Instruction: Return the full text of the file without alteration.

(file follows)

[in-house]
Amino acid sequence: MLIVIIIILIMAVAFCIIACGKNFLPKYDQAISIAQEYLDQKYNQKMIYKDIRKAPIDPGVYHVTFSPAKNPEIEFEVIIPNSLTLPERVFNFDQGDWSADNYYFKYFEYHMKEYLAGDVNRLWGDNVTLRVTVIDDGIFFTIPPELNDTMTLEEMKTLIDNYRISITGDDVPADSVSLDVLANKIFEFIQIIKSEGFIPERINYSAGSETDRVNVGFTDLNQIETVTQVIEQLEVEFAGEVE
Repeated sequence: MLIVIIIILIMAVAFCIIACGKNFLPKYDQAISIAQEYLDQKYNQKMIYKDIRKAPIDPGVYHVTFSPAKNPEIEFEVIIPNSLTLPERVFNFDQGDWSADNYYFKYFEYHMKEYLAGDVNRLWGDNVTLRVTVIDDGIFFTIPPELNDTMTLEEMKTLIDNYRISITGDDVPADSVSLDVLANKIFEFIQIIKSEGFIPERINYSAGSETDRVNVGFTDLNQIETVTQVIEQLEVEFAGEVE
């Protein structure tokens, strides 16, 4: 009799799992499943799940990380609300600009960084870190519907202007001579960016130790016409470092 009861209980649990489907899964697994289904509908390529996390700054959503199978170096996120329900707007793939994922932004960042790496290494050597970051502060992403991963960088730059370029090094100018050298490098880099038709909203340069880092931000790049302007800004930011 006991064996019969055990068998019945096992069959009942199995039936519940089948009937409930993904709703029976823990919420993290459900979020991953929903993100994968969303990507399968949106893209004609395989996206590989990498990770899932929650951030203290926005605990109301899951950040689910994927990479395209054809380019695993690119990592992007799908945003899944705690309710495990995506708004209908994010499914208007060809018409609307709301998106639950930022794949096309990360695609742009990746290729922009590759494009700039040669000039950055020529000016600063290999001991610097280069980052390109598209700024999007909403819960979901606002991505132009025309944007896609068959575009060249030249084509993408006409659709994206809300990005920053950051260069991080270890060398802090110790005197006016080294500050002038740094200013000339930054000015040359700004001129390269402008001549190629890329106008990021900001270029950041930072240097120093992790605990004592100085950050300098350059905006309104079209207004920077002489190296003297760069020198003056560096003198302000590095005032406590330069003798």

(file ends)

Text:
[in-house]
Amino acid sequence: MLIVIIIILIMAVAFCIIACGKNFLPKYDQAISIAQEYLDQKYNQKMIYKDIRKAPIDPGVYHVTFSPAKNPEIEFEVIIPNSLTLPERVFNFDQGDWSADNYYFKYFEYHMKEYLAGDVNRLWGDNVTLRVTVIDDGIFFTIPPELNDTMTLEEMKTLIDNYRISITGDDVPADSVSLDVLANKIFEFIQIIKSEGFIPERINYSAGSETDRVNVGFTDLNQIETVTQVIEQLEVEFAGEVE
Repeated sequence: MLIVIIIILIMAVAFCIIACGKNFLPKYDQAISIAQEYLDQKYNQKMIYKDIRKAPIDPGVYHVTFSPAKNPEIEFEVIIPNSLTLPERVFNFDQGDWSADNYYFKYFEYHMKEYLAGDVNRLWGDNVTLRVTVIDDGIFFTIPPELNDTMTLEEMKTLIDNYRISITGDDVPADSVSLDVLANKIFEFIQIIKSEGFIPERINYSAGSETDRVNVGFTDLNQIETVTQVIEQLEVEFAGEVE
């Protein structure tokens, strides 16, 4: 009799799992499943799940990380609300600009960084870190519907202007001579960016130790016409470092 009861209980649990489907899964697994289904509908390529996390700054959503199978170096996120329900707007793939994922932004960042790496290494050597970051502060992403991963960088730059370029090094100018050298490098880099038709909203340069880092931000790049302007800004930011 006991064996019969055990068998019945096992069959009942199995039936519940089948009937409930993904709703029976823990919420993290459900979020991953929903993100994968969303990507399968949106893209004609395989996206590989990498990770899932929650951030203290926005605990109301899951950040689910994927990479395209054809380019695993690119990592992007799908945003899944705690309710495990995506708004209908994010499914208007060809018409609307709301998106639950930022794949096309990360695609742009990746290729922009590759494009700039040669000039950055020529000016600063290999001991610097280069980052390109598209700024999007909403819960979901606002991505132009025309944007896609068959575009060249030249084509993408006409659709994206809300990005920053950051260069991080270890060398802090110790005197006016080294500050002038740094200013000339930054000015040359700004001129390269402008001549190629890329106008990021900001270029950041930072240097120093992790605990004592100085950050300098350059905006309104079209207004920077002489190296003297760069020198003056560096003198302000590095005032406590330069003798």